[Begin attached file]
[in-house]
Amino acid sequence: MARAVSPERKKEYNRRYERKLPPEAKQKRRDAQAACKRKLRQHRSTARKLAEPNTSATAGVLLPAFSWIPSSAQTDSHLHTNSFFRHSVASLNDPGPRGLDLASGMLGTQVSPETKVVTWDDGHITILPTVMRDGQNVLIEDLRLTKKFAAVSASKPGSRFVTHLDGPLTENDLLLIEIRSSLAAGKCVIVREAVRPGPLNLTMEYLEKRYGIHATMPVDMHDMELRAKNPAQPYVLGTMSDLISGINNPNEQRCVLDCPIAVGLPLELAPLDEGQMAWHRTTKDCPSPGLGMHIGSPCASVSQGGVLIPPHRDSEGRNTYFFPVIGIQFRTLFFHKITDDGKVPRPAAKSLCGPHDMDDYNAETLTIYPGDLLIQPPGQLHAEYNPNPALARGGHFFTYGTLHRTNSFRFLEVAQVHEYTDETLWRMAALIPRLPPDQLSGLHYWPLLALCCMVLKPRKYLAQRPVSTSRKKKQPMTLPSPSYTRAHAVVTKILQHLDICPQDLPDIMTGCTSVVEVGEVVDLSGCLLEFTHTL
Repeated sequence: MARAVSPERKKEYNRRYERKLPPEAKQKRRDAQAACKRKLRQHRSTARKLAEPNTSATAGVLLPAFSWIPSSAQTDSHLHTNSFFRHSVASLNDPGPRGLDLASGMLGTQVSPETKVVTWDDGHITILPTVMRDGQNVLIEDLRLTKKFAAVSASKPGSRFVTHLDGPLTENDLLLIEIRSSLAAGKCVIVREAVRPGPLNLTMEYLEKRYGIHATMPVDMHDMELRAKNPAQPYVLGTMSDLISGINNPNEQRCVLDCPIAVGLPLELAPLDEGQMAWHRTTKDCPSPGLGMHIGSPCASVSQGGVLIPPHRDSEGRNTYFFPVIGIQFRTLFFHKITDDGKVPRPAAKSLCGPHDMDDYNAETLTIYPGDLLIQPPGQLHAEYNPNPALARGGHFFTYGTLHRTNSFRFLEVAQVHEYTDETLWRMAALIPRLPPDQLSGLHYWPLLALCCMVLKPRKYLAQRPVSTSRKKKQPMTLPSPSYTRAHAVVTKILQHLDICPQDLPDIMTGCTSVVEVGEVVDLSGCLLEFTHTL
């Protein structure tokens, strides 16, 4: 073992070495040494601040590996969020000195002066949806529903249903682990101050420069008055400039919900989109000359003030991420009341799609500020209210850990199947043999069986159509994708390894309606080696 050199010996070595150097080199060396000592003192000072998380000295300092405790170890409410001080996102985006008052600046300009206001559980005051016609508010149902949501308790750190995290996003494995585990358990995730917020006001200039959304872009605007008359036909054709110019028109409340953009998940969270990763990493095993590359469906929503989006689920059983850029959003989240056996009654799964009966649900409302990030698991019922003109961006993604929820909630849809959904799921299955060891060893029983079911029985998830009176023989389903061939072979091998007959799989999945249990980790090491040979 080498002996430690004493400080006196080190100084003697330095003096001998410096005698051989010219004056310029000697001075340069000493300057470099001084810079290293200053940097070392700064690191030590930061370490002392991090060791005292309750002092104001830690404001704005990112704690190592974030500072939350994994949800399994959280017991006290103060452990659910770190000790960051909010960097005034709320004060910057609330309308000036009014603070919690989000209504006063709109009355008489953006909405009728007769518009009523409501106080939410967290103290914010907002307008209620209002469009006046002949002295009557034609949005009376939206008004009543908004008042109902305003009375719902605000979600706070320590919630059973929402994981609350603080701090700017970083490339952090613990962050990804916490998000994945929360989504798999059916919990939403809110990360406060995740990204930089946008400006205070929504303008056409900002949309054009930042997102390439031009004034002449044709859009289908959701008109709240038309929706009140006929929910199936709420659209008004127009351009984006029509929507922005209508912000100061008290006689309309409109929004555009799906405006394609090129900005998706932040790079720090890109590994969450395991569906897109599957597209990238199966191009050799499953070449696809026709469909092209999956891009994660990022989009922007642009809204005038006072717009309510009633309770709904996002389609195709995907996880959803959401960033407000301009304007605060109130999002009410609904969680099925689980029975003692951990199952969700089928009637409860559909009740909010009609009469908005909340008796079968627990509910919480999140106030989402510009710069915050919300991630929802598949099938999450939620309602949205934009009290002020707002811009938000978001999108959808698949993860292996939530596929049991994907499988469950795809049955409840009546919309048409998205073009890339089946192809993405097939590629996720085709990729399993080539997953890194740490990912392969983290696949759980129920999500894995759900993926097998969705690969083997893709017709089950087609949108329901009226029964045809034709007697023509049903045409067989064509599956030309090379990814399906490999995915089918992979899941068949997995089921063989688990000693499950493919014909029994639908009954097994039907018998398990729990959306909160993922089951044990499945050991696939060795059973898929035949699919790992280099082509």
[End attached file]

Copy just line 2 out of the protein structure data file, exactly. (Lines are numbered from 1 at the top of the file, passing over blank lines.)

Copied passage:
Amino acid sequence: MARAVSPERKKEYNRRYERKLPPEAKQKRRDAQAACKRKLRQHRSTARKLAEPNTSATAGVLLPAFSWIPSSAQTDSHLHTNSFFRHSVASLNDPGPRGLDLASGMLGTQVSPETKVVTWDDGHITILPTVMRDGQNVLIEDLRLTKKFAAVSASKPGSRFVTHLDGPLTENDLLLIEIRSSLAAGKCVIVREAVRPGPLNLTMEYLEKRYGIHATMPVDMHDMELRAKNPAQPYVLGTMSDLISGINNPNEQRCVLDCPIAVGLPLELAPLDEGQMAWHRTTKDCPSPGLGMHIGSPCASVSQGGVLIPPHRDSEGRNTYFFPVIGIQFRTLFFHKITDDGKVPRPAAKSLCGPHDMDDYNAETLTIYPGDLLIQPPGQLHAEYNPNPALARGGHFFTYGTLHRTNSFRFLEVAQVHEYTDETLWRMAALIPRLPPDQLSGLHYWPLLALCCMVLKPRKYLAQRPVSTSRKKKQPMTLPSPSYTRAHAVVTKILQHLDICPQDLPDIMTGCTSVVEVGEVVDLSGCLLEFTHTL